Gaborone — Besides recording bumper rainfall throughout the country recently, Water Utilities Corporation (WUC) water supply is faced with challenges.
Briefing the media about the water supply update last week, WUC's chief executive officer, Mr Mmetla Masire said the biggest challenge the corporation has been battling with has not only been limited to old infrastructure, but also included water losses due to damaged pipes.
"As much as we celebrate the downpours this past rainy season, we must not forget what we have been through.
Therefore, managing water losses should be a priority to both us and the public at large," Mr Masire appealed.
He said it was a known fact that some water was lost through public and institutions standpipes as well as aged infrastructure.
"There is another growing phenomenon of vandalism and third party damage of infrastructure which also results in significant water losses," he added.
Mr Masire said the corporation was undertaking numerous interventions to address the challenges amongst them public awareness and education, and upgrading the water reticulation system for dilapidated networks.
The WUC leader said the corporation was also considering reviewing its operational philosophy and pressure management.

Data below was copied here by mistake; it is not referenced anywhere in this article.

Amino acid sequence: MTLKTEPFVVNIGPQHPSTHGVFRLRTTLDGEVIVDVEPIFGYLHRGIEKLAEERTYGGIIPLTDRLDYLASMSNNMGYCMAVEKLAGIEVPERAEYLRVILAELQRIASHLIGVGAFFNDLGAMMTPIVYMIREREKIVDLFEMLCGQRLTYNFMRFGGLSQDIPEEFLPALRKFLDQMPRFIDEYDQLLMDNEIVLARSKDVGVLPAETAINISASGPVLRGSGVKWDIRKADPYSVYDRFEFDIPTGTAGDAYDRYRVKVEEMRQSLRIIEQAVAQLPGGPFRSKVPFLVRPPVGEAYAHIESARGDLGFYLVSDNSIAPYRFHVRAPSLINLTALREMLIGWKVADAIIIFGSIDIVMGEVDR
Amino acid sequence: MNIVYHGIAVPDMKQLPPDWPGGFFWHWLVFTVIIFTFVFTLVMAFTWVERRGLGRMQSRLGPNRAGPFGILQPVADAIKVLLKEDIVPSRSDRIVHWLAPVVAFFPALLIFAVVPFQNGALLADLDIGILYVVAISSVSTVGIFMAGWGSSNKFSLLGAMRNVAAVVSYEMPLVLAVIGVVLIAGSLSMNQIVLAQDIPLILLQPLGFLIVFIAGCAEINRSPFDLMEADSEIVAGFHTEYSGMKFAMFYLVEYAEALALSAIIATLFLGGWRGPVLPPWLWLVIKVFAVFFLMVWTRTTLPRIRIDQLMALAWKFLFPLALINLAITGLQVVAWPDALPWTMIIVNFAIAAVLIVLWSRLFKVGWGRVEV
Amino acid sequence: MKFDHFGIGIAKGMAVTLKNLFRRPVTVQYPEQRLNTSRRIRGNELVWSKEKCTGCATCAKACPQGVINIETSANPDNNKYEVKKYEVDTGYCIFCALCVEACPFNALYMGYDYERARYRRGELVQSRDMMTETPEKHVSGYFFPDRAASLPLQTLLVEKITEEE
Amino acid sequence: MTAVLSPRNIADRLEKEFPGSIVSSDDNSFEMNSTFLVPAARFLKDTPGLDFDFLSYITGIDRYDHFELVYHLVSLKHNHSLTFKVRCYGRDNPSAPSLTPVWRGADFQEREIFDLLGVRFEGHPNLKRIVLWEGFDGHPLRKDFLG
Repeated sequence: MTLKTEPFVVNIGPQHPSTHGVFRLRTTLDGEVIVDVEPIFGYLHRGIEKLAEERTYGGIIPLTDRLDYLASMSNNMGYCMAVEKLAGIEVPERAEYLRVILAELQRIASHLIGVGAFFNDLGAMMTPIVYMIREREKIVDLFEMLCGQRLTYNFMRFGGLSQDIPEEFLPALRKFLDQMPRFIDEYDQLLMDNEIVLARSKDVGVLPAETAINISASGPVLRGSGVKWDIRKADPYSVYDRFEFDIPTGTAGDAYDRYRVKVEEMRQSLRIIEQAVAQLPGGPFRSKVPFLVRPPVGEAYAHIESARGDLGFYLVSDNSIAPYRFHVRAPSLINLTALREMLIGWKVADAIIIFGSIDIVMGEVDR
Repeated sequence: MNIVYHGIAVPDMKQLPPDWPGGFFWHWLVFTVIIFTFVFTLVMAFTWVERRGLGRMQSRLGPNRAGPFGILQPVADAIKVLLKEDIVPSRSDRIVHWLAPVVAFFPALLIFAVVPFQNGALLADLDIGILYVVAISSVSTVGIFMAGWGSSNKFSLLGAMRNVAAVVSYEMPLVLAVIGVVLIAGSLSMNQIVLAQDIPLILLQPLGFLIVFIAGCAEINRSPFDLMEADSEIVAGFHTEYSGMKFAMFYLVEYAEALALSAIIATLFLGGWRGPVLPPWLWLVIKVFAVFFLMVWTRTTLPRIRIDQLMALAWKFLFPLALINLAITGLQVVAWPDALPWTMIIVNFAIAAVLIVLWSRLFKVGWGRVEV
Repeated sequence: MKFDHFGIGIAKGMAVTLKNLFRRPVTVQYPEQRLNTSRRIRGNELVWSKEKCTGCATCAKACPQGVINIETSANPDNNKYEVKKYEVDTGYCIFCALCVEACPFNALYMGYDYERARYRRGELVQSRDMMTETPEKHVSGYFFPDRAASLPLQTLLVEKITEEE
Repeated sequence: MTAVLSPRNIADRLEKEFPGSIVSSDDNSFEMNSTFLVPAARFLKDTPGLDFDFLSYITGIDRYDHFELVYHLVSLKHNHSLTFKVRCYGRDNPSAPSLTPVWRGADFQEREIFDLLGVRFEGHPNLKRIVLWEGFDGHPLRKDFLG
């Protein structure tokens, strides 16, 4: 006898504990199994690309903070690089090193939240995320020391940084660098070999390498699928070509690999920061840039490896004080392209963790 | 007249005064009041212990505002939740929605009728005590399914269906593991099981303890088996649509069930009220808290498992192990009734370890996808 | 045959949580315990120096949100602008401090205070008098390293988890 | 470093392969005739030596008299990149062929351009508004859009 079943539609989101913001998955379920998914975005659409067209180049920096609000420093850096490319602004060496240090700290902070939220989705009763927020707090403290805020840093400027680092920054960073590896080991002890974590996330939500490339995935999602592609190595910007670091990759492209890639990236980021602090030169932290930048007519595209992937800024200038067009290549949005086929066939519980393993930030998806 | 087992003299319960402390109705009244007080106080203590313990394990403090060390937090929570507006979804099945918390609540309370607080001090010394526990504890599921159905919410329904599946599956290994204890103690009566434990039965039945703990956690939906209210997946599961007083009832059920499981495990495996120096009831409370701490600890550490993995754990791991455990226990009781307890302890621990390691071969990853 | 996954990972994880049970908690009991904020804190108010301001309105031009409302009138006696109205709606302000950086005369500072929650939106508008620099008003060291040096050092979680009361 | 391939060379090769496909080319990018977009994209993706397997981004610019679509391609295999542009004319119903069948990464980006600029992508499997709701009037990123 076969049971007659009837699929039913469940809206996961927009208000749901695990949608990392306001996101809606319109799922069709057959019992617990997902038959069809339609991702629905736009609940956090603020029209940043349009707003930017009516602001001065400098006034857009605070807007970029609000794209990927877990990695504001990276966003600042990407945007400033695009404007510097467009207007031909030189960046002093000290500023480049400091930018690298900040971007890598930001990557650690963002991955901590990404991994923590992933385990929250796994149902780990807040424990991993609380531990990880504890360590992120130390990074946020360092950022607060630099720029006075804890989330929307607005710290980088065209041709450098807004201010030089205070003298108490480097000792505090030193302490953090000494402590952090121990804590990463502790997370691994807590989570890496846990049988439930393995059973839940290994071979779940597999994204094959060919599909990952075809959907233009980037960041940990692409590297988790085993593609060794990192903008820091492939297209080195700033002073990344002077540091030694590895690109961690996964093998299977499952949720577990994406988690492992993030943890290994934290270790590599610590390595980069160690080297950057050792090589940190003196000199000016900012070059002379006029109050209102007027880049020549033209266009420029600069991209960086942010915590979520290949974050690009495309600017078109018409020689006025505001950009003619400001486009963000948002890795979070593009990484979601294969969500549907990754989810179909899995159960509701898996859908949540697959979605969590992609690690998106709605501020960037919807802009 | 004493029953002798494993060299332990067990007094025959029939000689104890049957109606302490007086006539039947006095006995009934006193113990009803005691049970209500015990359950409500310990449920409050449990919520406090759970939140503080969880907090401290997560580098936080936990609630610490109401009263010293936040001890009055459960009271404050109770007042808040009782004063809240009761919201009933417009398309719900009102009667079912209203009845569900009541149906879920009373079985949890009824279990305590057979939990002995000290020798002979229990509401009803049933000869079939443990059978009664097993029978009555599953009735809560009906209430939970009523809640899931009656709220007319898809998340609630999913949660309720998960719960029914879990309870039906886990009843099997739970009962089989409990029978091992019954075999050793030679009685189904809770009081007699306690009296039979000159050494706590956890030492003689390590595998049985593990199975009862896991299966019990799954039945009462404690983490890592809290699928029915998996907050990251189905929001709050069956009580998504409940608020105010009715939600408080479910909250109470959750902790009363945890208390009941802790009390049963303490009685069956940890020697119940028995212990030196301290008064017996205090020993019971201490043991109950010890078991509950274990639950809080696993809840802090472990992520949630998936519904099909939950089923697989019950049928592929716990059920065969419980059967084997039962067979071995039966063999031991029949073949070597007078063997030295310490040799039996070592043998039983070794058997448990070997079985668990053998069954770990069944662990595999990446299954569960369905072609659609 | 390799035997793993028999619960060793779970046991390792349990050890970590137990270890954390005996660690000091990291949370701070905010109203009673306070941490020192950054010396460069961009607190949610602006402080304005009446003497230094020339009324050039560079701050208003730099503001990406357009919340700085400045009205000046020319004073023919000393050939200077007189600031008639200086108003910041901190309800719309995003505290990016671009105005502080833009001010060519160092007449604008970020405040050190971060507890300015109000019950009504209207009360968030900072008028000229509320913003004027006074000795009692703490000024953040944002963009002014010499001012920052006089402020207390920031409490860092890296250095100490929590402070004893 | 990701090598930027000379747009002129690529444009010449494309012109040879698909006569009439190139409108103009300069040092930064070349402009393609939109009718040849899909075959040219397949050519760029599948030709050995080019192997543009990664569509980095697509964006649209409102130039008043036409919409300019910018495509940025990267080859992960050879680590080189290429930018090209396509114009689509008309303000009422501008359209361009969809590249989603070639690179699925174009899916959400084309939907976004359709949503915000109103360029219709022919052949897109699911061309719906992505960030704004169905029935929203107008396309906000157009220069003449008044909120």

He noted that water restrictions were still in place to ensure the prudent use of the available water so that it lasts until the next rainy season.
The CEO explained that WUC had revised tariffs effective 1st April 2017 pursuant to the policy which stipulates that the corporation would continue to regularly review the tariffs to bring them closer to a cost reflective price.
He said the revision in the 2017/18 tariffs was expected to result in at least a 15 per cent increase in revenue.
Mr Masire said WUC has adopted a tariff structure that encourages water conservation, adding that the corporation continued to maintain tariffs at a basic consumption of (5-10kl) "which was very affordable."
He said the corporation had discontinued the P20 minimum/charge that was applied to all customers regardless of consumption.
The 2016/17 rainy season which officially ended on March 31 was good resulting in significant inflows into most of the dams in the the country.
Gaborone, Bokaa and Nnywane dams in the south are at 97.7, 96.2 and 91.9 per cent full respectively which translates into 30 months, 13 months and 12 months of water supply respectively.
The dams in the north are all 80 per cent full with Dikgatlhong Dam, which is the largest in the country, currently at 99.7 per cent full. BOPA